BOULDER – There are lots of places you can go to learn a little something about Boulder, and one place you can go to learn practically everything.
Like, present-day Boulder is the third location of the town, following earlier startups at areas now referred to as Little Boulder and Old Boulder, begun as stagecoach stops.
In 1874, Hiram Cook became Boulder’s postmaster, and he by golly moved the post office to the hotel and saloon he was building a distance outside what was then the second coming of Boulder, and the townspeople eventually followed him – and their mail – to the site of the Windsor.
Across the street from today’s Windsor Bar is the building that housed Boulder’s first bank. Boulder’s first bank didn’t make it past the Great Depression, but the building did.
When they discussed tearing the place down a few years ago, Nancy Alley stepped in and bought it and the safe that came with it.
“I couldn’t see that,” says Alley, a one-time Missoula resident (she left Missoula in 1965, in case you’re trying to place her).
What to do with the old building?
Alley and a small band of volunteers have turned it into the Heritage Center, and themselves into the nonprofit Jefferson County Genealogy and Heritage Corp. The center is filled with records that can help people with ties to the area trace their family histories.
It’s got plenty of photographs and items from days gone by, too, and the people at the center can fill you in on the rest of the town’s story.
Photographer Tom Bauer and I have swung into Boulder for two days and two nights on the second stop of the Missoulian’s “Montana A to Z” project (see related story, Page A1).
By the second night one of us will be staying at the magnificent old Boulder Hot Springs, where guests swim in a 100-degree moonlit pool and make appointments with the chef to discuss their breakfast options.
Meantime, the other of us will spend a second straight night at the O-Z Motel back in town in order to search for people who dig up frontier-era outhouse sites.
They call themselves the Outhouse Patrol. Reggie Shoeman and James Campiglia look for and carefully excavate long-ago abandoned outdoor toilets in Montana, Nevada and Iowa. The women at the Heritage Center told us about them.
Turns out homesteaders and miners of yesteryear often tossed ancient booze and medicine bottles in the same hole where they did their business. The Outhouse Patrolmen collect and sometimes sell the bottles, and donated some of their local discoveries to the Heritage Center.
You can learn a lot of things from Alley, Ellen Rae Thiel and Shirley Rogers at the Heritage Center.
Like, did you know that boxer James “Gentleman Jim” Corbett, the heavyweight champion of the world after knocking out the great John L. Sullivan in 1892, once trained at Boulder Hot Springs, then known as the Hotel May?
Or that in 1935 the hot springs’ then-owner, future U.S. Sen. James E. Murray, used the resort to house orphans after a 1935 earthquake badly damaged St. Joseph’s Orphans Home in nearby Helena?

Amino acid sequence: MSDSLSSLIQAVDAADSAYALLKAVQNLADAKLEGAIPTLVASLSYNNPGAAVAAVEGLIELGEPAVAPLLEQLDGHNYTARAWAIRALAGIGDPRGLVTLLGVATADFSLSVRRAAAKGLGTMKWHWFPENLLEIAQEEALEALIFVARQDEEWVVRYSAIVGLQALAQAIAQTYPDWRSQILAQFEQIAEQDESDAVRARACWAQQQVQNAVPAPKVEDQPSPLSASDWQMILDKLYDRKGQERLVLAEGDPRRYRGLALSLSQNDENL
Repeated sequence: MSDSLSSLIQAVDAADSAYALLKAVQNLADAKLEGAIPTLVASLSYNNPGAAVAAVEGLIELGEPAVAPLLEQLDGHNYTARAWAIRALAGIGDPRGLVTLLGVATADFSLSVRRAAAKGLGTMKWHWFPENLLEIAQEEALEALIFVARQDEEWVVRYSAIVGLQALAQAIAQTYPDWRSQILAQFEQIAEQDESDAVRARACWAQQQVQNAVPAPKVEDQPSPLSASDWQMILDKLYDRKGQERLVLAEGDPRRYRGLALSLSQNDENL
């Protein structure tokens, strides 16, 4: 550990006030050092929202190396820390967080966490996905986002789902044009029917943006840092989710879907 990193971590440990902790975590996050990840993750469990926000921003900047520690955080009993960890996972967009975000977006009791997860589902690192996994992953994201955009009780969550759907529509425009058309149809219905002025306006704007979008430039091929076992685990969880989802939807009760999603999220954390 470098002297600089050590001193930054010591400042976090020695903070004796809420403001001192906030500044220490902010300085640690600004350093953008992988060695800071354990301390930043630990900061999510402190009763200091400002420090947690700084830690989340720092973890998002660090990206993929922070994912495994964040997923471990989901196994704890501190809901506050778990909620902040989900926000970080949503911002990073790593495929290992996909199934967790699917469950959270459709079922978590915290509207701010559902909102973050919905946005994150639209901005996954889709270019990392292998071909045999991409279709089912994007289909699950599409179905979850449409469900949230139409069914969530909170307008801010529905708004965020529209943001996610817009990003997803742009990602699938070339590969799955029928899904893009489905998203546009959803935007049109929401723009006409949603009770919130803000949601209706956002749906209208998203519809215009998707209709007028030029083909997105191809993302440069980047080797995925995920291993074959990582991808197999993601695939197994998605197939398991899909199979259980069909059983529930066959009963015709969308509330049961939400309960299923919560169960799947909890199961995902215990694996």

Over near the Montana Developmental Center you’ll see a tall wrought-iron sign identifying the entrance to the “Arthur E. Westwell Park,” and behind it, absolutely nothing resembling a park of any sort.
At the Heritage Center, they can fill you in. Back in the 1950s, they say, a miniature version of Butte’s old Columbia Gardens sprang up on the institution’s grounds, the idea being that children assigned to Boulder’s institutions ought to have a similar ride-filled park to enjoy as the kids in Butte did.
“It sat in disrepair for a long time” in more recent years, Thiel says, and the carousel that was there – made of pots and pans and other metal donated by locals that was melted down and reformed as horses with local ranch brands – is now being reincarnated in a round building being constructed at the Jefferson County Fairgrounds.
Those radon health mines in the area?
Also in the 1950s, the idea was floated for an airline that would make direct flights into Boulder to bring people seeking relief from various ailments in the old mine tunnels.
“Uranium Valley Airlines, they called it,” Thiel says. “It was supposed to have direct flights from Los Angeles, Portland, Seattle, Green Bay, Minneapolis and Salt Lake City. One flight from Salt Lake City did come in, but I don’t know what happened after that.”
Bauer and I arrive in Boulder on a Tuesday evening, and we aren’t there an hour before we’re wondering if we’ll be arrested.
Out by the town’s cemetery we’ve found a back way to the top of Cap Hill on the northeast edge of town where Bauer can shoot pictures of the entire community, and the valley and mountains beyond.
In 1892, three years after Montana achieved statehood, Boulder was one of seven cities that vied to become Montana’s capital. This hill overlooking the Boulder Valley is where the state capitol would have been built had Boulder won out, but alas, it – and Butte, Bozeman, Great Falls and Deer Lodge – all finished behind Anaconda and Helena in a vote of the people.
In the 1894 election, Helena then edged Anaconda.
Now that we’ve caught you up on that late-breaking news, we can tell you that we had an uneasy feeling we perhaps weren’t supposed to be up on Cap Hill, which in lieu of a state capitol is home instead to the town’s water storage tanks.
But we escape unscathed, and the next morning hit Boulder running.
Next door to the O-Z Motel sits the Mountain Good Restaurant, and out front of it a gravestone-like monument. On one side of the monument are carved the Ten Commandments, and on the other side Bible verses, including Romans 9:33: “Behold, I lay in Zion a stumbling stone and rock of offense; and whosoever believeth on him shall not be ashamed.”